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brian madderson is chairman of the petrol retailers association, which represents nearly 5,500 of the uk's 8,000 filling stations. hejoins me now. give us your latest update on the situation around the country. we decided to drill down this morning,
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and what we found was revealing. two thirds of members providing their stats about stations were in the midlands, north and scotland and wales, and they were much improved, and only 6% of their sites were dry, so still a few dry pockets here and there, but overall much improved and they were saying businesses getting back to normal, no queueing, and thatis back to normal, no queueing, and that is great for everyone, but in the south—east it was worse than we expected, and over 20% of sites were dry. and with everyone going back to work tomorrow and school, this is continuing to be a serious crisis for the 25 million or so people living in london and the home counties and whilst the government have taken action it needs to take
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much more action to get the fuel where the problem is. minn; much more action to get the fuel where the problem is.— much more action to get the fuel where the problem is. why do you think the problem _ where the problem is. why do you think the problem is _ where the problem is. why do you think the problem is persisting - think the problem is persisting in london and the south—east? it’s a london and the south-east? it's a hue london and the south-east? it's a huge metropolitan _ london and the south-east? it's a huge metropolitan centre. - london and the south—east? it�*s —. huge metropolitan centre. anyone who goes on the m25 can see ten mile queues, three, four lanes, just the amount of traffic volume and the people does make it a very special case, and perhaps we should have all realised this, the industry in particular and the suppliers, that in any kind of surge of buying, london and the south—east could be the worst affected and that is what has happened. i do the worst affected and that is what has happened-— has happened. i do you think the situation has _ has happened. i do you think the situation has got _ has happened. i do you think the situation has got worse - has happened. i do you think the situation has got worse in - has happened. i do you think the | situation has got worse in london and the south—east then it was a few days ago? and the south-east then it was a few da s auo? , and the south-east then it was a few da saao? , and the south-east then it was a few dasaao? , ., and the south-east then it was a few dasauo? , ., ., days ago? yes, according to some of our retailers — days ago? yes, according to some of our retailers they _ days ago? yes, according to some of our retailers they have _ days ago? yes, according to some of our retailers they have been - days ago? yes, according to some of our retailers they have been out - days ago? yes, according to some of our retailers they have been out of l our retailers they have been out of stock completely for anything up to five days, and this is just not single sites but multiple group sites, so they have really been suffering, not only because they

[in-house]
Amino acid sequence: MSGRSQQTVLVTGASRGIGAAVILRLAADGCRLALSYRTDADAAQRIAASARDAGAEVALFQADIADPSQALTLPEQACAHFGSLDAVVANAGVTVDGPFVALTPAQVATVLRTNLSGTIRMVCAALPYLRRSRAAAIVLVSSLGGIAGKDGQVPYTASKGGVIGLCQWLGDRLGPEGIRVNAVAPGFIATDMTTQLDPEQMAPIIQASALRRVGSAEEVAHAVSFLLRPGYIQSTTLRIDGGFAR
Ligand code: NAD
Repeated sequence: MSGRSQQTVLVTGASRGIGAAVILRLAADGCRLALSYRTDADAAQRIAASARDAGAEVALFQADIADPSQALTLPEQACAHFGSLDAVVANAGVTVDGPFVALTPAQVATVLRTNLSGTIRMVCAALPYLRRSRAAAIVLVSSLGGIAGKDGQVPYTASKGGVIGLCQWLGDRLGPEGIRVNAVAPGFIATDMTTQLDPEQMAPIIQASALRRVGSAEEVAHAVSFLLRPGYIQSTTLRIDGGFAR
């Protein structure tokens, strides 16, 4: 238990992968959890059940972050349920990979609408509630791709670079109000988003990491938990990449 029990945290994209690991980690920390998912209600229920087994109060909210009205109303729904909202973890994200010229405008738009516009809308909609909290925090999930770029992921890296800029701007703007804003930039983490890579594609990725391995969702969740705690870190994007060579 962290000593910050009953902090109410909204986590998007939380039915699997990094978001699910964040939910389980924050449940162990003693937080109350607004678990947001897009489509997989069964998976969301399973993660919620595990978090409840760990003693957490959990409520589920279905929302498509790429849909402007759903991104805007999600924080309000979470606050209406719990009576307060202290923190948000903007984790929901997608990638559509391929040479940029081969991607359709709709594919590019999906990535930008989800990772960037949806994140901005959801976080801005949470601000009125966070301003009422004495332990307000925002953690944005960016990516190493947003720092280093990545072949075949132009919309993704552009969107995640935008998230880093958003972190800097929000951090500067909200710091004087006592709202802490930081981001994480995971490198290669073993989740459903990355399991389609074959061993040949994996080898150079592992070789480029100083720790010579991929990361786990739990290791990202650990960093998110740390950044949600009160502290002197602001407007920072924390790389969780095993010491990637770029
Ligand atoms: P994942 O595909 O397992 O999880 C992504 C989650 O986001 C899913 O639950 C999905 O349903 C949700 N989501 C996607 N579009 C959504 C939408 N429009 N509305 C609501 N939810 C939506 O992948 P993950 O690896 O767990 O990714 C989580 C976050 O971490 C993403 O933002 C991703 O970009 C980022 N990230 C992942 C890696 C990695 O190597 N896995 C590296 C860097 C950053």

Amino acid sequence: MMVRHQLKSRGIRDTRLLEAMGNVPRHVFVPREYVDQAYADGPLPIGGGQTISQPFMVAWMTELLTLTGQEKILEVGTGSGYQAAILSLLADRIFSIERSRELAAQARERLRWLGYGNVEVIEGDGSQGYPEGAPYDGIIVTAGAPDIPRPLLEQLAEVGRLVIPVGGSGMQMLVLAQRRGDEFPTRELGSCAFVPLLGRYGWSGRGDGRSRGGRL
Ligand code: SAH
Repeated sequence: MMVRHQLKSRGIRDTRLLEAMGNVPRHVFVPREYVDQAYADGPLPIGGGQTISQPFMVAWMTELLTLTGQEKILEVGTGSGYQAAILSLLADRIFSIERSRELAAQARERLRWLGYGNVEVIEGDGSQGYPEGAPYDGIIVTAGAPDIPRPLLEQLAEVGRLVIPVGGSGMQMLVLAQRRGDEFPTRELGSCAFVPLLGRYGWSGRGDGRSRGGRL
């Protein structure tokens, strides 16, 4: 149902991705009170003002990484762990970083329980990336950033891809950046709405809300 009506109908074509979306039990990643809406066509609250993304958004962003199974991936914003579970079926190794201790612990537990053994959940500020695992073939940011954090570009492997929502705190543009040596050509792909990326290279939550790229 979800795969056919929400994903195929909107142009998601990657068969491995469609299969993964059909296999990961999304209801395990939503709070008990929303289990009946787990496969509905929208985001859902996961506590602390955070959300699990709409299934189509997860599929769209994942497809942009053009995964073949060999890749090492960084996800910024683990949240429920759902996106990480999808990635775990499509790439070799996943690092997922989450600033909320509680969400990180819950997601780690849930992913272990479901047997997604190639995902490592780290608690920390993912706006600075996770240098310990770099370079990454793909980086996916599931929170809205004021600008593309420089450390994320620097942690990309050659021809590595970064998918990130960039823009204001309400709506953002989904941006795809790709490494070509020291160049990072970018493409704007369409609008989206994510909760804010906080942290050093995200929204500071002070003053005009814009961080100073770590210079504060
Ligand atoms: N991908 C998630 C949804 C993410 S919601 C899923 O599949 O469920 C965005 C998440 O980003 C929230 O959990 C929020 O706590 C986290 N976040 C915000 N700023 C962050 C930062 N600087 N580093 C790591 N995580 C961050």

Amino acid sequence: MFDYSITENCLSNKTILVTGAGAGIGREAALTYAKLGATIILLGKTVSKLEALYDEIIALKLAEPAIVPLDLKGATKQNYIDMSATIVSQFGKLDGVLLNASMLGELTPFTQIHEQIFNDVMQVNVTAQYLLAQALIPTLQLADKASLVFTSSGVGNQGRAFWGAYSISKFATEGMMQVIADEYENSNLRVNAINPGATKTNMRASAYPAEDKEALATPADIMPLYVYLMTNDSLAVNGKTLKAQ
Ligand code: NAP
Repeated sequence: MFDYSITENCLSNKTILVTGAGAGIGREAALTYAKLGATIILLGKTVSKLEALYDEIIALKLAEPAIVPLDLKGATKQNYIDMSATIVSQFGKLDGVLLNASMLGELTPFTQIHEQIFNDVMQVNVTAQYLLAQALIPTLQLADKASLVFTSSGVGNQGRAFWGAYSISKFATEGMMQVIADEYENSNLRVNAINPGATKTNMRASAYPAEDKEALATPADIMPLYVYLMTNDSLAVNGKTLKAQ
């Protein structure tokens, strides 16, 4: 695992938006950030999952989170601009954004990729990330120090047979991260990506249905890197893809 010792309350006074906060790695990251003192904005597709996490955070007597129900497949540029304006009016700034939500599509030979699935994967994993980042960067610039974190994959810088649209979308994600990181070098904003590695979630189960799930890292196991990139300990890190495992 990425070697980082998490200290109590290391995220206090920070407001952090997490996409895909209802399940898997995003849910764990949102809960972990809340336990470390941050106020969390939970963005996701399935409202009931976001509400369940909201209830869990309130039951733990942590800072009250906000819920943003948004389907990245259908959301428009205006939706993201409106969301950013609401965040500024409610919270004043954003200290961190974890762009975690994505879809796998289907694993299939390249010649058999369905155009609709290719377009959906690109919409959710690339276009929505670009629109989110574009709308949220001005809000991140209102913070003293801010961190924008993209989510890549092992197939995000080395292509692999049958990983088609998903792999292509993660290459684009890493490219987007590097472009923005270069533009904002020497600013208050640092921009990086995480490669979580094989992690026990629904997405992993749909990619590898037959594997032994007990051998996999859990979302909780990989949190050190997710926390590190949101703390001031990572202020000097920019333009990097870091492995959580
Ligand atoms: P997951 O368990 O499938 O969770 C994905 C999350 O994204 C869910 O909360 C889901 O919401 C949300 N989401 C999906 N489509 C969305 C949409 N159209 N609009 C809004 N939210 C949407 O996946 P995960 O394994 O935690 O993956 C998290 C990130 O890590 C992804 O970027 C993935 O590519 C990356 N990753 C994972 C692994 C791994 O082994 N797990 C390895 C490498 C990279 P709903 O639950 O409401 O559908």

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don't have any fuel but because people are not therefore go into their shops or using their car washes, so it is a triple whammy in terms of their income, and of course these neighbourhood retail sites get a lot of custom and they are very upset about their regular use is because they cannot service it as they would normally like. we have not the they would normally like. we have got the military — they would normally like. we have got the military stepping - they would normally like. we have got the military stepping in - got the military stepping in tomorrow, how much difference do you think that will make? it’s tomorrow, how much difference do you think that will make?— think that will make? it's only marginal- _ think that will make? it's only marginal- in _ think that will make? it's only marginal. in crises _ think that will make? it's only marginal. in crises like - think that will make? it's only marginal. in crises like this, l think that will make? it's only i marginal. in crises like this, any marginal. in crises like this, any marginal help is very welcome. we have had drivers training around the south—east over this weekend with regular drivers and that is really important that they understand the whole job from a to b, important that they understand the wholejob from a to b, and of important that they understand the whole job from a to b, and of course the hgv drivers themselves are highly skilled, they are loading their tankers at the terminals with their tankers at the terminals with the right products, sometimes up to
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four different products, they then go through some of the crowded dangerous roads in the country, getting to a full court, they then have to put those products into the different boxes underground in any sort of crossover can be disastrous because they might break down outside a filling station, so we hope the training is good, it might take longer but it's better to be safe and sure and we welcome their involvement. the taliban in afghanistan say an explosion outside a mosque in the capital kabul has killed at least eight people. 20 others were injured as a memorial service was taking place for the mother of a taliban deputy minister. it's the first major explosion in the city since the final withdrawal of international troops in august. our south ssia editor anbarasan ethirajen has been